by GINA BAZER | photography by MONICA WNUK

Center for Food Allergy & Asthma Research director Ruchi Gupta, MD, MPH, leads with a personal touch.

Ruchi Gupta, MD, MPH, a professor of Pediatrics and of Medicine in the Division of Allergy and Immunology, and a Northwestern Medicine pediatrician, also happens to be the mother of a teenage daughter with peanut and tree nut allergies.

A small comic strip displayed in the office of Ruchi Gupta, MD, MPH, serves as a sort of mission statement. The first frame shows an adult telling a child, “When I was your age, there were no food allergies.” The next one shows that same child, now grown up, telling a younger kid, “When I was your age, there were food allergies.”

Arriving at that “someday” when food allergies are a distant memory is the ultimate destination for Gupta, a professor of Pediatrics and of Medicine in the Division of Allergy and Immunology, and a Northwestern Medicine pediatrician, who also happens to be the mother of a teenage daughter with peanut and tree nut allergies.

A prominent national expert on allergy prevalence, treatment, and advocacy, Gupta was named last year to be the founding director of the new Center for Food Allergy & Asthma Research (CFAAR) at Northwestern’s Institute for Public Health and Medicine (IPHAM). The center was created to become a hub for investigators across Northwestern and Ann & Robert H. Lurie Children’s Hospital, who are continually making new epidemiological, clinical, and basic-science discoveries about asthma and allergies. The new center will also serve as a resource for patients seeking support and treatment.


Growing up in Louisville, Kentucky, Gupta was always interested in science, but figuring out her specialty took years of exploration. When she started medical school, a fascination with the eye led her to believe she would become an ophthalmologist. Her interests later gravitated toward women’s health, but, ultimately, she chose pediatrics because “there was something about watching the development of a child over time — and guiding their disease management — that I wanted to be a part of.”

The answer of what to specialize in presented itself when, as a resident at Seattle Children’s Hospital, Gupta noticed how many of her Somali patients were ending up in the hospital with asthma attacks compared to her white patients. A barrage of questions (“Is there something we’re doing wrong as clinicians? Is it an access to care or medication issue? Is there something unique by race or ethnicity in how asthma presents and should be treated?”) flooded Gupta’s mind, foreshadowing the trajectory of her career.

After her residency, Gupta accepted a health-services research fellowship at Harvard Medical School. In 2004, armed with the skill set to conduct large-scale population studies, Gupta joined Northwestern’s faculty, which soon found her mapping asthma in Chicago. “We found rates that varied between 1 percent and 44 percent, depending on the neighborhood people lived in,” recalls Gupta. The study, published in the Journal of Allergy and Clinical Immunology, was picked up by an NPR reporter, who asked Gupta to accompany her to the Englewood neighborhood to meet some of the people behind the data.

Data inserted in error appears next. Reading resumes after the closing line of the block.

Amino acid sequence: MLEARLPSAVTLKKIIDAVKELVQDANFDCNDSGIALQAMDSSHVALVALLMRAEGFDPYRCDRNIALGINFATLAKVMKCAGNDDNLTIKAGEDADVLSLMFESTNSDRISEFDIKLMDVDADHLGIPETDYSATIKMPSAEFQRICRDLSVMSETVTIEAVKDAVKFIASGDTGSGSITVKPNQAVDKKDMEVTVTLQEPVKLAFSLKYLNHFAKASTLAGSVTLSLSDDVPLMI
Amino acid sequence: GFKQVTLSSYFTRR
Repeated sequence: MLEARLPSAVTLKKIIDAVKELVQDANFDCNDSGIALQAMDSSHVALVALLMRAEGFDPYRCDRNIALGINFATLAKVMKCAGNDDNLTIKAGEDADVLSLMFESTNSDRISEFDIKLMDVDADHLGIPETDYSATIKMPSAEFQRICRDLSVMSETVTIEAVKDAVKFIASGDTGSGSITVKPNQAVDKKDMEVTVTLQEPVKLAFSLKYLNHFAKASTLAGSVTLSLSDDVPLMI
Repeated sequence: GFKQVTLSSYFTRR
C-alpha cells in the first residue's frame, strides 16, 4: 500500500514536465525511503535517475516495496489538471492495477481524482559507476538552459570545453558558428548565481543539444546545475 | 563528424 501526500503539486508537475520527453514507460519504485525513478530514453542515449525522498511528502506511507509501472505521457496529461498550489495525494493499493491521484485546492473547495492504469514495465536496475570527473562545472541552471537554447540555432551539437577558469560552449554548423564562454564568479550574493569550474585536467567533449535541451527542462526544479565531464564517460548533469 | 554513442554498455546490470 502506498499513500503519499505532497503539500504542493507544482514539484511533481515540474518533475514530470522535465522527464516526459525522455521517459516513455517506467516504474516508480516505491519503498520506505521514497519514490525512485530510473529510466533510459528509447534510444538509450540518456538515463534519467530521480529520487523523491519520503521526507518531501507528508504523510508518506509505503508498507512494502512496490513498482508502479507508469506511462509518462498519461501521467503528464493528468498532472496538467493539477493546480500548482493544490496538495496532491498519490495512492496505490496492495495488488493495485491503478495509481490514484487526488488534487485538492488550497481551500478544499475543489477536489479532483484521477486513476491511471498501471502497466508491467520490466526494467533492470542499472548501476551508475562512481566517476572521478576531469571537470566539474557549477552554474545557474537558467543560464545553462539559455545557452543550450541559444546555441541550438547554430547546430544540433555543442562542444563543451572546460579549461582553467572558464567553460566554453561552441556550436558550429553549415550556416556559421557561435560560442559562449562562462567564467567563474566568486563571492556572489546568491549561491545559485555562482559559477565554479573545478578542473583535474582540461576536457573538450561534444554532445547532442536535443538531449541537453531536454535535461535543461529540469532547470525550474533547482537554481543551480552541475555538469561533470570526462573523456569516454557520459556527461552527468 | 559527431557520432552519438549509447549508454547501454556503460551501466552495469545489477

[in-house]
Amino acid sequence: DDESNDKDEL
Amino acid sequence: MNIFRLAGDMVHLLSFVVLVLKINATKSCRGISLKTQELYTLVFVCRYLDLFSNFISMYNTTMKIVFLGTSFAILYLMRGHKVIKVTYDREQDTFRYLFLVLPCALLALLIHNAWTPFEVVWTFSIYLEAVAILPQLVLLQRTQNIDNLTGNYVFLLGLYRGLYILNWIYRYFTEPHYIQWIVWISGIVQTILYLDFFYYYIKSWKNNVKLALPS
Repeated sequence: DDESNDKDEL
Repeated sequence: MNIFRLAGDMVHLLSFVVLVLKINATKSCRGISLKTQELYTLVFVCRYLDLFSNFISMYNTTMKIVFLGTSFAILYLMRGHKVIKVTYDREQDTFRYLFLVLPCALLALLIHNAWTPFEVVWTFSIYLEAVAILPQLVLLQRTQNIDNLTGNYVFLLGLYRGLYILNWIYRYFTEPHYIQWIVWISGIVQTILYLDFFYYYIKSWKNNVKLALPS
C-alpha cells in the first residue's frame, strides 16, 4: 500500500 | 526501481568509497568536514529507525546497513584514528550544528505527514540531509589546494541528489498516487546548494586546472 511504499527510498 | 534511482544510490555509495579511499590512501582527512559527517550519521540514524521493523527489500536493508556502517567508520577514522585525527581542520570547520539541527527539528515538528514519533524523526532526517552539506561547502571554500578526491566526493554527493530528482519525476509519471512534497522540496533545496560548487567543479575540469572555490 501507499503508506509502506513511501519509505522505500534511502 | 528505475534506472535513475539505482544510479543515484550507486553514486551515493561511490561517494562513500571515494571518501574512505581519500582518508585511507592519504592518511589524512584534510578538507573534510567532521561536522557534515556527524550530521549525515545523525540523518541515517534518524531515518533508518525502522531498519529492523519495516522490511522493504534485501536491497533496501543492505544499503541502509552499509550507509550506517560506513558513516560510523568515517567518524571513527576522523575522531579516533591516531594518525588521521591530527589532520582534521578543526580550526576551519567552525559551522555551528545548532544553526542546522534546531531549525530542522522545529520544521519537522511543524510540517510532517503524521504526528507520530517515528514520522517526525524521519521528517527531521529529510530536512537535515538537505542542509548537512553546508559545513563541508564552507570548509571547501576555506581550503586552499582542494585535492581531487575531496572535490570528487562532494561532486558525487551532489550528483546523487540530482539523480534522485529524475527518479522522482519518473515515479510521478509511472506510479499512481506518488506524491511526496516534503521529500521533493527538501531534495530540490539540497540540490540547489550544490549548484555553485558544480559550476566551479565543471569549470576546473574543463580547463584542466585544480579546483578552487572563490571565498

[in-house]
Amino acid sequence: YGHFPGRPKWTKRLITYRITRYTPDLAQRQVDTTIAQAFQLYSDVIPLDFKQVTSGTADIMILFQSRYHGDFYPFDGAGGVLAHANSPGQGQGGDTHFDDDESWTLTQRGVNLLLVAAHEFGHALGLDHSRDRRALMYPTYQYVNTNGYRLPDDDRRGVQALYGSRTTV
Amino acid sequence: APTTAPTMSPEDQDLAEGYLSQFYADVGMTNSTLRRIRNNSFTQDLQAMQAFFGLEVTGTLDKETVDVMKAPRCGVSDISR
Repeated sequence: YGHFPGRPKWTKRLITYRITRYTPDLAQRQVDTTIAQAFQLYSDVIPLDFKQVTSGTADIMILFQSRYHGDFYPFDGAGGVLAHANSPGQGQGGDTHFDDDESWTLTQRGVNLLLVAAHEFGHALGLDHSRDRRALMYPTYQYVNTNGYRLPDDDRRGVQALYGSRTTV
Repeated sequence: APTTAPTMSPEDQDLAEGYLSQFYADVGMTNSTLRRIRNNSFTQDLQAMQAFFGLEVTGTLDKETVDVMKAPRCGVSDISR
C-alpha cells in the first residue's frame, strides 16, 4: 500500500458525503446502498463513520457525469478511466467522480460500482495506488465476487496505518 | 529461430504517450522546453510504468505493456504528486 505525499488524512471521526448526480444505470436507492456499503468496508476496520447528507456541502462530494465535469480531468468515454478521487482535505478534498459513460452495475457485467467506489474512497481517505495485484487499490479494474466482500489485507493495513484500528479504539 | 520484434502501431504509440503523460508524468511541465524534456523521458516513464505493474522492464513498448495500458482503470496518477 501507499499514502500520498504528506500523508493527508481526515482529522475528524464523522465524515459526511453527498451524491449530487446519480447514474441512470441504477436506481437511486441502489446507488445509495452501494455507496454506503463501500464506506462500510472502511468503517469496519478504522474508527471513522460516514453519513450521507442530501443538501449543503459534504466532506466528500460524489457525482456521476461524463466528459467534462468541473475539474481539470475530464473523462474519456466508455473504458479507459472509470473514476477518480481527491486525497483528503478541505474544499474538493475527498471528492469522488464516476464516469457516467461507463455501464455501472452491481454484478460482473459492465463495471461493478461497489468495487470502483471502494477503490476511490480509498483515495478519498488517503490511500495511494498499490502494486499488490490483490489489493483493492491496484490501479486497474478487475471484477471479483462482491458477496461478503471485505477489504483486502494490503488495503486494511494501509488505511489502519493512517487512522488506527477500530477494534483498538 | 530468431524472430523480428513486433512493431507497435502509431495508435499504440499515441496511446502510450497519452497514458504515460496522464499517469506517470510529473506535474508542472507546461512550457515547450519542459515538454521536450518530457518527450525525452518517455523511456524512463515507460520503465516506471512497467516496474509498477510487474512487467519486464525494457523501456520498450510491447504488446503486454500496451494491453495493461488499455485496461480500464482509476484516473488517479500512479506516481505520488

“That opened my eyes to that fact that I need to do more in the communities I studied, and not just crunch numbers,” says Gupta. “Now, we work with people — especially high school students — in all communities of Chicago to help us understand the health issues that impact them and develop solutions together.”

Team Effort

Gupta and her team have contributed significantly to academic research surrounding the economic cost of food allergy and asthma, as well as how to improve management, address disparities in care, and implement school interventions and policies surrounding these conditions.

When the Professional Becomes Personal

While Gupta’s early research was in asthma, her focus took a turn when, 16 years ago, she met a family with two young children struggling with food allergies. As she dove into this largely uncharted area, Gupta didn’t realize her work would so profoundly overlap with her life.

“Three years into it, my son, who loves peanut butter and jelly sandwiches, touched my then-1-year-old daughter’s face and she broke out in hives,” Gupta recalls.

This changed everything for Gupta, whose daughter, Riya, is now 13 and son, Rohan, is 17. Both kids are heavily involved with health advocacy, education, and service, as is her husband Tarun Jain, MD, who is a Northwestern Medicine physician and an associate professor in the Division of Reproductive Endocrinology and Infertility.

“When you go through it yourself, you see firsthand how it affects your patients’ lives,” she says. “We are asking the same questions and living through the daily challenges. Reading labels and asking, ‘Can she eat this?’ Wondering if a reaction warrants a trip to the emergency room. This adds so much to my research.”

Over the past decade, Gupta and her team have brought an unprecedented understanding of the prevalence of food allergy in the United States. Their data, collected from more than 40,000 adults and 40,000 children, has demonstrated just how widespread food allergies are — and the findings are driving life-saving policy.